Rebel druids gather at Stonehenge as Europe marks summer solstice under COVID-19 restrictions

Thousands of Europeans remained standing to greet the sunrise on Monday even as traditional festivities were put on hold due to COVID-19.

Police have been called to a gathering of hundreds of people at the summer solstice at Stonehenge, a world-famous Neolithic monument in Wiltshire, southwest England.

Normally, up to 30,000 people gather on the ancient stone circle to mark the longest day of the year in the northern hemisphere, many in traditional pagan dress.

Public access to Stonehenge and other heritage sites is still closed after the UK government extended partial restrictions until the end of July.

A live stream of the sunrise by English Heritage was cut midway through at 4:52 a.m. BST due to what organizers called safety concerns.

The main druid, King Arthur Pendragon, performed a ritual in an adjacent field despite the morning rain and said he felt the closures were unnecessary. “It was never going to be huge anyway,” he said.

One has also been arrested for being drunk and messy at the nearby Avebury Stones after hundreds of revelers gathered on Sunday night for an otherwise good-natured rally.

A nod to centuries-old traditions during the COVID-19 era, music and meditation events took place online across Europe on Monday, along with smaller and in-person celebrations.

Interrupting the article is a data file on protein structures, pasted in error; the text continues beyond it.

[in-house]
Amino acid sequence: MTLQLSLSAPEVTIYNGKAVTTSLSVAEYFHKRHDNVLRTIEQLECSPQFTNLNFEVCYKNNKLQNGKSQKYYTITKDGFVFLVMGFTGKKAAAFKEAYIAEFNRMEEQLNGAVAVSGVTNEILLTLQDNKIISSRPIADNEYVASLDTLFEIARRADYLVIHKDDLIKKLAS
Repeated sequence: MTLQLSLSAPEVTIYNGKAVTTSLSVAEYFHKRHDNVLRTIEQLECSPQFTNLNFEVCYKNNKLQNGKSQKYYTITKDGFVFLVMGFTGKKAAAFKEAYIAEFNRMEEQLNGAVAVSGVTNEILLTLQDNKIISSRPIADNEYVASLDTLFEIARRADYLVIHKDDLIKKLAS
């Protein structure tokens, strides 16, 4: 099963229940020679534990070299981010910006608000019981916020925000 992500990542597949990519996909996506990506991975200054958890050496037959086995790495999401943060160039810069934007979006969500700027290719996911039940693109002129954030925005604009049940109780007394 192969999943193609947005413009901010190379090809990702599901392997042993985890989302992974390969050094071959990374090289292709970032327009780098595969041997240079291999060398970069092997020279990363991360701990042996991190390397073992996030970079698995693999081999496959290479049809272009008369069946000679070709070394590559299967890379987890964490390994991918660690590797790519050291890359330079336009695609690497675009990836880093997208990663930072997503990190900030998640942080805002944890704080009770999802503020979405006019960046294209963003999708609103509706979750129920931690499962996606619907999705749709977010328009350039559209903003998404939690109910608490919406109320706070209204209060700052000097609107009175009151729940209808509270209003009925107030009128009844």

The ancient Slavic festival that precedes the solstice is known as Kupala Night: the shortest night of the year.

In Poland, the scores attended a one-day event on Saturday at the Castle of the Pomeranian Dukes in Szczecin with folk musicians, wreath competitions and fire jumps.

Midsummer traditions in Sweden include dancing around a Maypole, lighting fires, and feasting on vodka and herring. This year, for security reasons, there was no May pole at Skansen, the world’s largest open-air museum in Stockholm, but 5,000 people are expected to attend a music festival all day.

Meanwhile, spectacular nighttime bonfires visible for miles around were lit in the mountains of Tyrol, Austria, out of respect for a tradition dating back to the Middle Ages.

What is the summer solstice?

The summer solstice falls from June 20 to 22 each year and marks the day the sun is directly over the Tropic of Cancer at noon.

Due to the earth’s tilt towards the sun, it is the longest day in the northern hemisphere and the shortest day south of the equator.

The sun rose at 5:32 a.m. Central European Time on Monday morning. Most of the continent will benefit from around 14 hours of daylight, but in areas further north, such as St. Petersburg in Russia, residents will benefit from around 19 hours of daylight.

While it also signals the onset of winter – with increasingly shorter days for the rest of the year – the summer solstice is traditionally celebrated around the world, from Greece to the United States in passing through Japan.

Did you take pictures of the sunrise over Europe this morning? Let us know.